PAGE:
Israelis and Palestinians. But, viscerally, Europeans believe they would be
much safer if there were such a settlement, and a majority probably believe
that Israel is much more to blame for the lack of it than the Palestinians.
Since European opinion was already running against Israel on other grounds,
a coincidence of moral critique and self defence emerges.
This, it may be speculated, was what was really measured by the poll.
Europe's feeling of vulnerability and its alienation from Israel have been
deepened by the difficult situation in Iraq; by the durability of the Sharon
government; by the judgment that the Israeli right is likely to stay in
power beyond Sharon; and by the American government's feebleness and
complicity in Israeli policies.
If a slice was cut to show what might be called the archaeology of European
attitudes to Israel, the bottom layer, the furthest in the past, could be
called "Saving Israel from the Arabs", recalling a time when most sympathy
lay with a newly independent state surrounded by enemies and when the plight
of the Palestinians was hardly grasped.
A second layer could be entitled "Saving Israel from Itself", representing
the period when a victorious nation rejected advice to avoid expansion into
the territories conquered in 1967.
A third would be "Saving the Palestinians from the Israelis", as the
Palestinians forced themselves into western visibility, first by terror and
then by popular resistance. The title of a fourth era, the one we have now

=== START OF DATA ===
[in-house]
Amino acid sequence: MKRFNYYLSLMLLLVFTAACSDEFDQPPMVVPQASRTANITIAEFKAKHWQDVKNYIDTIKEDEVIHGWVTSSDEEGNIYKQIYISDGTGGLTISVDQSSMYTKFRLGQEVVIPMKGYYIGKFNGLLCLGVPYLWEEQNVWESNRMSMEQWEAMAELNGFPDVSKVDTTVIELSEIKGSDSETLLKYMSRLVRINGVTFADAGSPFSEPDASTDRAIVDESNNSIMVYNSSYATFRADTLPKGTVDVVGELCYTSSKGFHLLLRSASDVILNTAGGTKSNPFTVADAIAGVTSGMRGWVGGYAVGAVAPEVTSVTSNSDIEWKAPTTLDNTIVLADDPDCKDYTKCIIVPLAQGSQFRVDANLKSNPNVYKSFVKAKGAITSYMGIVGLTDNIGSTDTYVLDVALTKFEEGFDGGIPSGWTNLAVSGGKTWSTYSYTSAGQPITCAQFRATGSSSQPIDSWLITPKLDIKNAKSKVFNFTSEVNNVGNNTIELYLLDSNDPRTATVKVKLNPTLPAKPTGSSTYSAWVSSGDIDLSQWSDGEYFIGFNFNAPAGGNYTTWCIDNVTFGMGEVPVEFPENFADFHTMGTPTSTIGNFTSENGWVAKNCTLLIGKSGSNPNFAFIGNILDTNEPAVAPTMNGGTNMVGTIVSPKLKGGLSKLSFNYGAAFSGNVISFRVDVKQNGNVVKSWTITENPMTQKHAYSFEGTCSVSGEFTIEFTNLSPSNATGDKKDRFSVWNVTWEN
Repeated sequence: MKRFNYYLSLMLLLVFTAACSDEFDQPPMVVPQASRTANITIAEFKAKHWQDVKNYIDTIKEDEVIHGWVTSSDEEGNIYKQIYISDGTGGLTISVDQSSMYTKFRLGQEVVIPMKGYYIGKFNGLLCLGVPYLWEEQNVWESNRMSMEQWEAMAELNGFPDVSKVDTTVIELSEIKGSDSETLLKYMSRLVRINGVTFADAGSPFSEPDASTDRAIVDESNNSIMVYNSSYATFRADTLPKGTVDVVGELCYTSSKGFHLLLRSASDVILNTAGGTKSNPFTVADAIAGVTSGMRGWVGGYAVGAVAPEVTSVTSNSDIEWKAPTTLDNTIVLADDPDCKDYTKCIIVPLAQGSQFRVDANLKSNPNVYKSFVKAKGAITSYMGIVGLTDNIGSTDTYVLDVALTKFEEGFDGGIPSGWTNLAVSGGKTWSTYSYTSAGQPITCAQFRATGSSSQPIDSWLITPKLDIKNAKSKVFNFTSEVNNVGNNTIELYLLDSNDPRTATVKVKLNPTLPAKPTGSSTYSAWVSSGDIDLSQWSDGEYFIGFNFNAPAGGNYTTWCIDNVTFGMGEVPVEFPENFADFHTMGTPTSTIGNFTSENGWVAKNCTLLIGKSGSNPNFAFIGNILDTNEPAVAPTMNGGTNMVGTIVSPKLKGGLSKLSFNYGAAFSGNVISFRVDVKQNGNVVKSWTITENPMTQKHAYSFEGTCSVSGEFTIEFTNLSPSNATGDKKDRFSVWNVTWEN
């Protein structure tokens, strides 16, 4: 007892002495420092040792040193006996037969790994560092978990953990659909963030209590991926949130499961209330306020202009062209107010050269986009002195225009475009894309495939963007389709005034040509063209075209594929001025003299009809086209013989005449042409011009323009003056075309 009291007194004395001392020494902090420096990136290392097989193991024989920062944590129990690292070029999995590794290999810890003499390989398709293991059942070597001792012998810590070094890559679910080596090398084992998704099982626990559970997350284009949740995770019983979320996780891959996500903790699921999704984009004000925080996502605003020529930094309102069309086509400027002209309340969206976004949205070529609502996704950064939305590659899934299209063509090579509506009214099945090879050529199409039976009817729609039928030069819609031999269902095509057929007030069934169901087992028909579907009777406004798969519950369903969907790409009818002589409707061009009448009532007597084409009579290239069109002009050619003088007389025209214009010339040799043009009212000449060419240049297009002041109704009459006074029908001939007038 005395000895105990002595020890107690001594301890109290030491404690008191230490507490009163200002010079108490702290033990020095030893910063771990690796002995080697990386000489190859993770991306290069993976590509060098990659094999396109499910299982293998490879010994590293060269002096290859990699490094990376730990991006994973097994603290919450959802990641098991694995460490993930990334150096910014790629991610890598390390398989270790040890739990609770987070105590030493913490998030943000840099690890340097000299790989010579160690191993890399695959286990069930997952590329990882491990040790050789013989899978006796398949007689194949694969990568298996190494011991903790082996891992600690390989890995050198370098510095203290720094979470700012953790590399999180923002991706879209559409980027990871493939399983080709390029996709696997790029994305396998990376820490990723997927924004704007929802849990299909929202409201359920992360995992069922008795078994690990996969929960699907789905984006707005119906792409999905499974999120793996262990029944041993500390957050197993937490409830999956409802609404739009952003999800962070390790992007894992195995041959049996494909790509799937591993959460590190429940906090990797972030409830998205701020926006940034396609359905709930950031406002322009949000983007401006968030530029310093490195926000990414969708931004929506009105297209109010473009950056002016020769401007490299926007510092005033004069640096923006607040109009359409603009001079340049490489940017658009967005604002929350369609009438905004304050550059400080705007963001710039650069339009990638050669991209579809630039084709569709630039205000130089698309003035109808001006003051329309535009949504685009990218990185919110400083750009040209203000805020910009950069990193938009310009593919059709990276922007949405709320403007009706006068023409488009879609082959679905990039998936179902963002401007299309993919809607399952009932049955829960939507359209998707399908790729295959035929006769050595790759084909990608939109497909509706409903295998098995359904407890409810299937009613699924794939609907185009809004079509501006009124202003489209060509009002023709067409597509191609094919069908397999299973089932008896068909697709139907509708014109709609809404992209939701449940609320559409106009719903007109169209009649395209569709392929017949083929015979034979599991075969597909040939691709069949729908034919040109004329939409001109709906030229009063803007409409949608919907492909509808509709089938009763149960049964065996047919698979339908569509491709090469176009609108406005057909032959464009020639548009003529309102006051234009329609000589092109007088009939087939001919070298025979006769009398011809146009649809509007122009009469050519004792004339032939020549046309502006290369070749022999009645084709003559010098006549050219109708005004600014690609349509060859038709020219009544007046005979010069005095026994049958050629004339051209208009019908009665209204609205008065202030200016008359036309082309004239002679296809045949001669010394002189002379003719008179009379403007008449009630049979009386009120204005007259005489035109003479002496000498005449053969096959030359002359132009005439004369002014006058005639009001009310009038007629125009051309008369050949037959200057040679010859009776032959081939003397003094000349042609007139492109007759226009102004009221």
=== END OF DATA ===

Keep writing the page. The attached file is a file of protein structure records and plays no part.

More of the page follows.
conflict works out. The French thinker Dominique Moisi, for example, argued
recently that "Israelis and Palestinians are endangering much more than
their lives and the lives of their children".
When Israel invaded Lebanon in 1982, there was a condemnation of the action
as "universal as any I can recall", and perhaps greater than that directed
at Israel today, says Professor Howard Sachar, an expert on European
attitudes toward Israel at George Washington University. But it was
unaccompanied then by any serious fear of what might happen on European
soil. Sachar argues that Europe's greater concern now should lead to a
recognition that it "has a moral duty to impose a kind of template on the
Middle East", because "it is folly to depend on nudging two small entities
toward an agreement. They have to be pushed."
Moisi, too, believes in European pushing, suggesting a Nato presence in
Jerusalem to force the pace, and at the same time bring Americans and
Europeans back into a common project.
The Jerusalem Post ludicrously described the poll as indicative of Europe's
"profound intellectual and ideological malaise". This assumes that because
Europeans are more frightened about the possible consequences for themselves
of events in the Middle East, they are unfairly and unthinkingly putting
more of the blame on Israel. This is the appea*****t of terror argument that
Sharon deployed soon after September 11 when he said Israel had no intention
of becoming another Czechoslovakia.
But if fear can sometimes lead to cowardly behaviour, it can equally sharpen
the sense of what is just and what is sensible. Israel, in any case, will
have to accept that it is properly subject to the rigorous scrutiny of those
who may suffer, as much as Israelis themselves, the bad consequences of